A City Council committee on Tuesday narrowly approved a proposal to delay the start of recreational marijuana sales in Chicago. The initiative, led by the Chicago Aldermanic Black Caucus, seeks to wait until minority business owners can get a foothold in the marijuana dispensary industry before the city starts allowing sales, despite a state law that legalizes pot on Jan. 1.
The proposal passed the City Council’s Contract Equity and Oversight Committee by a vote of 10 to nine. A full vote on the proposal is expected at Wednesday’s City Council meeting.
Ald. Jason Ervin (28th Ward), who chairs the Black Caucus, said Tuesday on “Chicago Tonight” that he believes he has enough support for the proposal to pass in a full council vote.
“We fully expect to be able to deliver on what we started,” he said.
Black Caucus members said they were encouraged by a last-minute proposal from the mayor’s office, but that the compromise wasn’t enough to derail the legislation.
“What we have seen here today is one step in the right direction,” the group said in a statement. “We are going to continue to work together and push for equity. In addition, we are looking forward to continue having ongoing discussions with the State and City. We thank our communities for providing us their support and being partners with us throughout these conversations.”
Mayor Lori Lightfoot expressed her disappointment with the vote, saying in a statement that “delaying sales will have a multitude of unintended consequences, including fueling illegal sales ...”
“I have repeatedly asked the members of the Black Caucus to devise a strategy that addresses equity,” Lightfoot said. “Instead, we have primarily been met with a litany of complaints, but no tangible solutions. Crossing our arms and walking away is a tactic, not a strategy and is not only unacceptable but irresponsible.”
But Ervin disputed Lightfoot’s characterization of the group’s position.
“We’re not crossing our arms and walking away. We’ve been very clear from day one that we believe there should be equity for minorities in the eleven dispensaries that exist,” Ervin said.
“The real challenge is that there is not any equity amongst the 11 people that will start the sales effective Jan. 1. There are 11 dispensaries in the city of Chicago – none of which have any African American, Latino or female-related ownership – and that’s a problem for many people in our city.”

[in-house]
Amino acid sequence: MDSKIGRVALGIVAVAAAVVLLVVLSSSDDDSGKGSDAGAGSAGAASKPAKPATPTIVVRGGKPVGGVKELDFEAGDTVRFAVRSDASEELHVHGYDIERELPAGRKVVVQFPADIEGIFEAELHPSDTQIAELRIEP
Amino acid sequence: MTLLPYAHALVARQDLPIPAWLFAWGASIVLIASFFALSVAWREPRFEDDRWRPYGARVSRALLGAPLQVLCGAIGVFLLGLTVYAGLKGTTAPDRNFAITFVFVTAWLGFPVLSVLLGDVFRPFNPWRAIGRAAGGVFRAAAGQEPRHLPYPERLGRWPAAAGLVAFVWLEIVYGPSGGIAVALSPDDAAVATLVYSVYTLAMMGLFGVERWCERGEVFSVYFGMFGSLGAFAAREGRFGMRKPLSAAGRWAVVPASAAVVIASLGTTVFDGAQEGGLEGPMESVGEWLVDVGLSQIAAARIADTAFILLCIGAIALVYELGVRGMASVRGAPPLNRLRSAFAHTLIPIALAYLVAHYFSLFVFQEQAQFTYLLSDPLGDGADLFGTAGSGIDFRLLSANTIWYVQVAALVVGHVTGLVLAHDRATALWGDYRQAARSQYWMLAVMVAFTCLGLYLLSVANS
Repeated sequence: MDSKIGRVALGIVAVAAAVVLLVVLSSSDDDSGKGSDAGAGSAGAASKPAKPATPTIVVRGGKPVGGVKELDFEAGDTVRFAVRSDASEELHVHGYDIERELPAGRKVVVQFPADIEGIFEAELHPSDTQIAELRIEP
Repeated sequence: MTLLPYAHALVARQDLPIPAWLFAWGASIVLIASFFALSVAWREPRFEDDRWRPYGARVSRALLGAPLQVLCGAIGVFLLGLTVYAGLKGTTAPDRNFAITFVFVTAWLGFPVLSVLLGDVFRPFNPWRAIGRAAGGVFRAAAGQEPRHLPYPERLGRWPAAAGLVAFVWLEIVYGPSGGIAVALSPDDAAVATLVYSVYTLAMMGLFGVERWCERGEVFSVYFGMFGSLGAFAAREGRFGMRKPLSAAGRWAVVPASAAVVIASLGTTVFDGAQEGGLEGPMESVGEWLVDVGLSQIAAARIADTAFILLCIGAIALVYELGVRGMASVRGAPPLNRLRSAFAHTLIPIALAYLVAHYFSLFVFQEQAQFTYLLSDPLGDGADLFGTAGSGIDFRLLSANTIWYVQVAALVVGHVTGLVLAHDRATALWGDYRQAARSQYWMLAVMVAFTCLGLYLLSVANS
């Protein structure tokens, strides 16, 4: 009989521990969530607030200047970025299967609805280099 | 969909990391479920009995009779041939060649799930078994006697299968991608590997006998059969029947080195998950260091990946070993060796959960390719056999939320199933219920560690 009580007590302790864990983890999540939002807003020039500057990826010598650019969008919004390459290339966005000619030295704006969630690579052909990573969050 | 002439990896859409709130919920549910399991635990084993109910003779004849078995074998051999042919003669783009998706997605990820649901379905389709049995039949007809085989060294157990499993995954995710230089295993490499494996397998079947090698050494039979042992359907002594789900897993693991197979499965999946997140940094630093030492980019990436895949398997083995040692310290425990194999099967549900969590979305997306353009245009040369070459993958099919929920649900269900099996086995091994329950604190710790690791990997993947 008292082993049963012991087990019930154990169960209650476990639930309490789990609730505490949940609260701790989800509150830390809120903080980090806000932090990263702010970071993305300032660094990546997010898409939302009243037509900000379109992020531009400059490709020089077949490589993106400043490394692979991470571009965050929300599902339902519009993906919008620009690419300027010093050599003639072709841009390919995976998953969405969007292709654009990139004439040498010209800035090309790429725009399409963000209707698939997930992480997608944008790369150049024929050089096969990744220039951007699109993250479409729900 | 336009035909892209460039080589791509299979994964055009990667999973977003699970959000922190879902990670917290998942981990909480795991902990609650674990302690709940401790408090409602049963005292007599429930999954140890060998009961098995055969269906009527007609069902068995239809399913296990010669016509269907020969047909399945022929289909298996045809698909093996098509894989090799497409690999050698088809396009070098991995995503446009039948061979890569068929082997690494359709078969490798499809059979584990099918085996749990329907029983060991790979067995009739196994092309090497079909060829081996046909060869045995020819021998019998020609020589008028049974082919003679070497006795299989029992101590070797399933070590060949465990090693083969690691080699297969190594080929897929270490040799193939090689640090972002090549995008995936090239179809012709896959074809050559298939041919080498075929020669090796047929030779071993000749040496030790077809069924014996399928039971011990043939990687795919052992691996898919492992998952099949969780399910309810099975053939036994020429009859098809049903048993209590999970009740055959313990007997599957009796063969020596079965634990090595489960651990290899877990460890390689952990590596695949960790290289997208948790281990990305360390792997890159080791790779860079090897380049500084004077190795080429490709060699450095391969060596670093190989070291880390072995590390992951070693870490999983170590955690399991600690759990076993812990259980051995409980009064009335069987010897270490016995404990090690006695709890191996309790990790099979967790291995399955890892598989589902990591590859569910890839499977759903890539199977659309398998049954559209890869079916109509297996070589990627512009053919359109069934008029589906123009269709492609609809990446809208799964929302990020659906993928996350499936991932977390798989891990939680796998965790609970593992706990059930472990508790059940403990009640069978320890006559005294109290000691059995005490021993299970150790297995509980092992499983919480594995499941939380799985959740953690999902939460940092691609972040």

Gov. J.B. Pritzker opposes any delay to recreational pot sales.
Pritzker’s so-called cannabis czar Toi Hutchison said in a statement that delaying implementation could actually damage the goal of getting more minority participation.
She noted that the state had created a $30 million loan fund to provide “social equity applicants” seed money to help them get into the marijuana business and that the existing market had been capped to ensure “plenty of room for additional entrepreneurs.”
“No other state in the nation has taken this robust and unique approach to equity, and we will continue to work to ensure that all communities benefit from this legalization,” Hutchison said. “Delaying this implementation would do significant damage – and do far more harm than good in actually achieving equity.”
The city currently has 11 medical marijuana dispensaries that will be able sell pot for recreational purposes starting Jan. 1; all are reportedly white owned.
The state plans to issue up to 75 new dispensary licenses by May 1.
Ervin and other black aldermen argue that because the war on drugs has disproportionately impacted black and brown communities it is unacceptable to allow white-owned businesses to corner the market for recreational pot.
Ervin says the fact that no African Americans have an ownership stake in any of the city’s dispensaries is “a travesty” on which the council needed to take a stand.
Veteran Ald. Walter Burnett Jr. (27th Ward) said last week that he would only support dispensaries opening in the 27th Ward – which includes the West Loop and Near North Side – if they had a black partner.
“If they don’t have an African American partner, don’t waste your time coming to see me, because I don’t even want to talk to them,” Burnett said.
Last week, Ervin used a parliamentary procedure called a Rule 41 notice to file his intention to ask all 50 aldermen to vote on his proposal to delay recreational sales.
Lightfoot’s council floor leader Ald. Gilbert Villegas (36th Ward) told aldermen last week that while he understood their concerns, delaying recreational sales would do “more harm than good.”
In a statement, Lightfoot said she is committed to working with the Black Caucus and other stakeholders to ensure that recreational cannabis “generates new economic opportunity for our residents, particularly in black and brown communities which have been hit hardest by drug policies of the past.”
And on Monday, Lightfoot floated the idea of the city itself getting into the marijuana growing business by creating a “cooperative cultivation center” – funded with TIF money – that would essentially be used to train minorities in the marijuana business.
Lightfoot proposed using up to $15 million in TIF funds to create a growing center that would allow city residents of color to buy a stake with a “modest cash investment” or with “sweat equity.”
“I think the only way to really crack this nut is for the city to invest its own resources to get engaged, get diverse entrepreneurs involved in the most lucrative part of the business, which is cultivation,” Lightfoot said.
Note: In an earlier version of this story, the target area for the proposed delay was incorrectly described. The story has been corrected.